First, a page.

The Centenary of Jallianwala Bagh massacre is here, but Punjab still bleeds in the memory of those murdered in cold blood on that fateful day. Civilians that had gathered in Jallianwala Bagh Amritsar to celebrate Baisakhi on 13th April 1919, were fired upon with machine guns by Colonel Reginald Dyer. Hundreds of people died and many more were injured.
Some of them fell to the bullets while others jumped into a well there to save themselves, but they too died in there. The incident has remained etched in the memory of Punjab as one of the bloodiest days in history.
As children we would often go to play in this garden and listen with awe as my father Late Sh. Balramji Dass Tandon told us about this gruesome incident.
The history of mankind says that man forgives and forgets, but some wounds are so deep that they refuse to heal. The Jallianwala Bagh Massacre is one such.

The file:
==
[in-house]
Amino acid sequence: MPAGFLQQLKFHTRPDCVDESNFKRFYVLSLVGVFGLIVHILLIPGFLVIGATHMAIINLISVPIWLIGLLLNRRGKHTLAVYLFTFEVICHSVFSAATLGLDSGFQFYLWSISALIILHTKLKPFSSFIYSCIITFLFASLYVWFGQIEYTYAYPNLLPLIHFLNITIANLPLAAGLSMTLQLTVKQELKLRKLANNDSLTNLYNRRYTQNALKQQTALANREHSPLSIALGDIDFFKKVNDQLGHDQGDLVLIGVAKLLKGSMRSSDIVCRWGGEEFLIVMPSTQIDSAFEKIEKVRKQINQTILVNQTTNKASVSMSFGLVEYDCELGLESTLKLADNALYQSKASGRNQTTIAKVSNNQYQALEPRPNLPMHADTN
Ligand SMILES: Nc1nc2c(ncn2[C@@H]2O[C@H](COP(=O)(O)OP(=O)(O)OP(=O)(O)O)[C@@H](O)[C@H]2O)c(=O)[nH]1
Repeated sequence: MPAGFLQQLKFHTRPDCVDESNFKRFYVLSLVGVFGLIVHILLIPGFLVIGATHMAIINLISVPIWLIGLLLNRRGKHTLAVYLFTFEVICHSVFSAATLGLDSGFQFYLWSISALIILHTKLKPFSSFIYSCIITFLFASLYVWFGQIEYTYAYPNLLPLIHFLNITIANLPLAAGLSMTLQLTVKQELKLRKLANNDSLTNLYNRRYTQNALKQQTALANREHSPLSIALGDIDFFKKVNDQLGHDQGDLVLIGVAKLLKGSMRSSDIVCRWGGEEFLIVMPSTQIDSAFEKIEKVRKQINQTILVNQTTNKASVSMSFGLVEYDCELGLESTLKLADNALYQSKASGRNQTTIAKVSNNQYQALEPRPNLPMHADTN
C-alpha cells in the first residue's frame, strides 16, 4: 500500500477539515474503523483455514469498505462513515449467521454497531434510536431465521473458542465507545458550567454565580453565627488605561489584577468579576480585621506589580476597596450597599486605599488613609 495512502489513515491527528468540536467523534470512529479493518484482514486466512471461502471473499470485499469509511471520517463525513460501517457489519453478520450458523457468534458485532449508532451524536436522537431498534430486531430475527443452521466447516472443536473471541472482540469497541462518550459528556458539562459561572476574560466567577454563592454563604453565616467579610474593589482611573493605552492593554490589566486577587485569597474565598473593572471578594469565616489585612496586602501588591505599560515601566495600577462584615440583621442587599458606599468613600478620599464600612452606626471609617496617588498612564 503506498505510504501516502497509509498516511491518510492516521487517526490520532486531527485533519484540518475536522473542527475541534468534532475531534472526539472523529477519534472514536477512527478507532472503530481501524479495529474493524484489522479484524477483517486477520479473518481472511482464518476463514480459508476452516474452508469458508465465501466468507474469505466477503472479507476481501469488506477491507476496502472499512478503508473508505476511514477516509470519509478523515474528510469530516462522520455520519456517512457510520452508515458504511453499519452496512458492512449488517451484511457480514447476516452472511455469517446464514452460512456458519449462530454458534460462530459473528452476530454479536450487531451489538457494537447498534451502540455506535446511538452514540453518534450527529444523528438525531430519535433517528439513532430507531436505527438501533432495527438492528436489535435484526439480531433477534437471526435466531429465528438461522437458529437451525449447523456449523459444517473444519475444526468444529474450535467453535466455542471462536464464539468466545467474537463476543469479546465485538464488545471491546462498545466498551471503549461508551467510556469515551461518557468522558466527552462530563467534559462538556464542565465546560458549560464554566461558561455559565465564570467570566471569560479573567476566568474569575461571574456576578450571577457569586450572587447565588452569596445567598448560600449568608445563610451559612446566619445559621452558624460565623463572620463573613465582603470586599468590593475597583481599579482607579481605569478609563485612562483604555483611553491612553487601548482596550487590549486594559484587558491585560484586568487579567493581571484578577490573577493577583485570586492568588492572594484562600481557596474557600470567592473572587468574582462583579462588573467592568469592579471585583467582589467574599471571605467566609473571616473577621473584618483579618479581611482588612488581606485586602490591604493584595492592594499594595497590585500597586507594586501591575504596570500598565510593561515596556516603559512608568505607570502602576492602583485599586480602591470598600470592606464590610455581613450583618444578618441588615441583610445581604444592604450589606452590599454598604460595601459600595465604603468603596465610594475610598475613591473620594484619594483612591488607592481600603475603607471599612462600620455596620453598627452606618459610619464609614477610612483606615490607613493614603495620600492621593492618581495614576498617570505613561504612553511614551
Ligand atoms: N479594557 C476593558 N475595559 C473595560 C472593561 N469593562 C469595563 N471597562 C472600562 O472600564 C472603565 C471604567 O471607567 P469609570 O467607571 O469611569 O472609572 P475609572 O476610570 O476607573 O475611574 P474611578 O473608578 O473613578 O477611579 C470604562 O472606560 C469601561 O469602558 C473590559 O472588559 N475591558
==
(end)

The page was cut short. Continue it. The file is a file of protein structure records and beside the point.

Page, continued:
The British Prime Minister Theresa May (on April 10th 2019 ) expressed deep regret for this massacre in the colonial era. She said that the tragedy is a shameful scar on British Indian history. Whether the UK Government issues a formal apology or not remains to be seen, but for us, history stands testament to this bloodbath.
I believe that elaborate security arrangements have been made by the Amritsar Police, to tackle and control any upsurge of emotions by groups in the form of protests, rallies etc.
While praying for those who were martyred and their families, let’s observe the day peacefully and not go into frenzy and evoke the emotions of the people.
We Indians do Shaanti Paath after anyone passes away. Let’s conform to the tradition. Om Shanti! Shanti! Shanti!